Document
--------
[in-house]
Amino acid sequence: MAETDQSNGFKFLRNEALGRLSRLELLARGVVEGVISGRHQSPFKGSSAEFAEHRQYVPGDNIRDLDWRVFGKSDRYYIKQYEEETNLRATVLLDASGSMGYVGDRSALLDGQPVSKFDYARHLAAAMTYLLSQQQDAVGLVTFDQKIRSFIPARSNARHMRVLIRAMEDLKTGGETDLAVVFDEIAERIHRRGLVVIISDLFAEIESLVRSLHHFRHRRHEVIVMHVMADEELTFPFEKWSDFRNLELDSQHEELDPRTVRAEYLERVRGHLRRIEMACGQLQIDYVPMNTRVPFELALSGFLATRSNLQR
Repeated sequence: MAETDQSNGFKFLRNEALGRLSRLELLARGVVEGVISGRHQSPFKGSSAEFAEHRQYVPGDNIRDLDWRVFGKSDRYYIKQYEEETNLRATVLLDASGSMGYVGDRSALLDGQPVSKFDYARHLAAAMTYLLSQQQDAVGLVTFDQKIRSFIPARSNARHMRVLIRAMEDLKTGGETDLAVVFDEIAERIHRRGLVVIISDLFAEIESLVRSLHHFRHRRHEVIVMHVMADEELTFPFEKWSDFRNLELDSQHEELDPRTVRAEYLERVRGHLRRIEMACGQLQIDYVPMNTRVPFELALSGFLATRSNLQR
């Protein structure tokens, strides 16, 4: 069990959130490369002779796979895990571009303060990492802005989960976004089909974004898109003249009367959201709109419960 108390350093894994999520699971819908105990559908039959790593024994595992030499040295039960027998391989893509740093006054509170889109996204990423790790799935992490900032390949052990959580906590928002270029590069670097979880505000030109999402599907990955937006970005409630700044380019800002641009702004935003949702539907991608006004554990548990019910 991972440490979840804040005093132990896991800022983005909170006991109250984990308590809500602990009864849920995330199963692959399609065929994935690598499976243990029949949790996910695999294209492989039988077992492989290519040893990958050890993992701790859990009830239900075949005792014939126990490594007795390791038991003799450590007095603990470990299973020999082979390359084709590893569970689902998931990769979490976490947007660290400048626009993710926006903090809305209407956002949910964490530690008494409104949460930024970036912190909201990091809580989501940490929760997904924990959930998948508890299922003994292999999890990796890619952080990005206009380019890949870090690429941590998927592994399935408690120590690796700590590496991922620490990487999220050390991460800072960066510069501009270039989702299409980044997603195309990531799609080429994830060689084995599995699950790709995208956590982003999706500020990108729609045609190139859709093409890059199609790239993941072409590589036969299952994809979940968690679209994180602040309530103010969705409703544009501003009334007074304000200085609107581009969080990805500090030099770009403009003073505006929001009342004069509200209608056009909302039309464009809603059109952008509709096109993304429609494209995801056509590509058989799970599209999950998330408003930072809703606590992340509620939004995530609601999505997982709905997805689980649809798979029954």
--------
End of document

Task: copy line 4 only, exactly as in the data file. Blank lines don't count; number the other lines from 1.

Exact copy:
């Protein structure tokens, strides 16, 4: 069990959130490369002779796979895990571009303060990492802005989960976004089909974004898109003249009367959201709109419960 108390350093894994999520699971819908105990559908039959790593024994595992030499040295039960027998391989893509740093006054509170889109996204990423790790799935992490900032390949052990959580906590928002270029590069670097979880505000030109999402599907990955937006970005409630700044380019800002641009702004935003949702539907991608006004554990548990019910 991972440490979840804040005093132990896991800022983005909170006991109250984990308590809500602990009864849920995330199963692959399609065929994935690598499976243990029949949790996910695999294209492989039988077992492989290519040893990958050890993992701790859990009830239900075949005792014939126990490594007795390791038991003799450590007095603990470990299973020999082979390359084709590893569970689902998931990769979490976490947007660290400048626009993710926006903090809305209407956002949910964490530690008494409104949460930024970036912190909201990091809580989501940490929760997904924990959930998948508890299922003994292999999890990796890619952080990005206009380019890949870090690429941590998927592994399935408690120590690796700590590496991922620490990487999220050390991460800072960066510069501009270039989702299409980044997603195309990531799609080429994830060689084995599995699950790709995208956590982003999706500020990108729609045609190139859709093409890059199609790239993941072409590589036969299952994809979940968690679209994180602040309530103010969705409703544009501003009334007074304000200085609107581009969080990805500090030099770009403009003073505006929001009342004069509200209608056009909302039309464009809603059109952008509709096109993304429609494209995801056509590509058989799970599209999950998330408003930072809703606590992340509620939004995530609601999505997982709905997805689980649809798979029954």